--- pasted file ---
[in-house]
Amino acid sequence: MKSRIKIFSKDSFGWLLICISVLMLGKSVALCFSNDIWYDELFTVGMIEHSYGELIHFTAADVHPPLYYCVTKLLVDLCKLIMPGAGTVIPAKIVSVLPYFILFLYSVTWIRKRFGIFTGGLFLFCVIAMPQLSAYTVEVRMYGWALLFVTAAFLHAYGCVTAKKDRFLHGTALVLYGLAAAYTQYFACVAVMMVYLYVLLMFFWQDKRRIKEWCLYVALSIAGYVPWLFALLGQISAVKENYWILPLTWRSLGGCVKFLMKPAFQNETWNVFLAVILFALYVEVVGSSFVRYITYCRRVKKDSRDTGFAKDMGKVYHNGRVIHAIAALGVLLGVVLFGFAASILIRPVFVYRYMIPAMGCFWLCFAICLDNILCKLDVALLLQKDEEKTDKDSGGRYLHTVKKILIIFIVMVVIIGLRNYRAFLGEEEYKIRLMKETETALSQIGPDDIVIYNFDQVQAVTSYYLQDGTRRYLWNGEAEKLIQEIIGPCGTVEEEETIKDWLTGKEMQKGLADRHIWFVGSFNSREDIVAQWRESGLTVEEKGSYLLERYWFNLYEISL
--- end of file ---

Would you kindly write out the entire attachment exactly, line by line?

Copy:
[in-house]
Amino acid sequence: MKSRIKIFSKDSFGWLLICISVLMLGKSVALCFSNDIWYDELFTVGMIEHSYGELIHFTAADVHPPLYYCVTKLLVDLCKLIMPGAGTVIPAKIVSVLPYFILFLYSVTWIRKRFGIFTGGLFLFCVIAMPQLSAYTVEVRMYGWALLFVTAAFLHAYGCVTAKKDRFLHGTALVLYGLAAAYTQYFACVAVMMVYLYVLLMFFWQDKRRIKEWCLYVALSIAGYVPWLFALLGQISAVKENYWILPLTWRSLGGCVKFLMKPAFQNETWNVFLAVILFALYVEVVGSSFVRYITYCRRVKKDSRDTGFAKDMGKVYHNGRVIHAIAALGVLLGVVLFGFAASILIRPVFVYRYMIPAMGCFWLCFAICLDNILCKLDVALLLQKDEEKTDKDSGGRYLHTVKKILIIFIVMVVIIGLRNYRAFLGEEEYKIRLMKETETALSQIGPDDIVIYNFDQVQAVTSYYLQDGTRRYLWNGEAEKLIQEIIGPCGTVEEEETIKDWLTGKEMQKGLADRHIWFVGSFNSREDIVAQWRESGLTVEEKGSYLLERYWFNLYEISL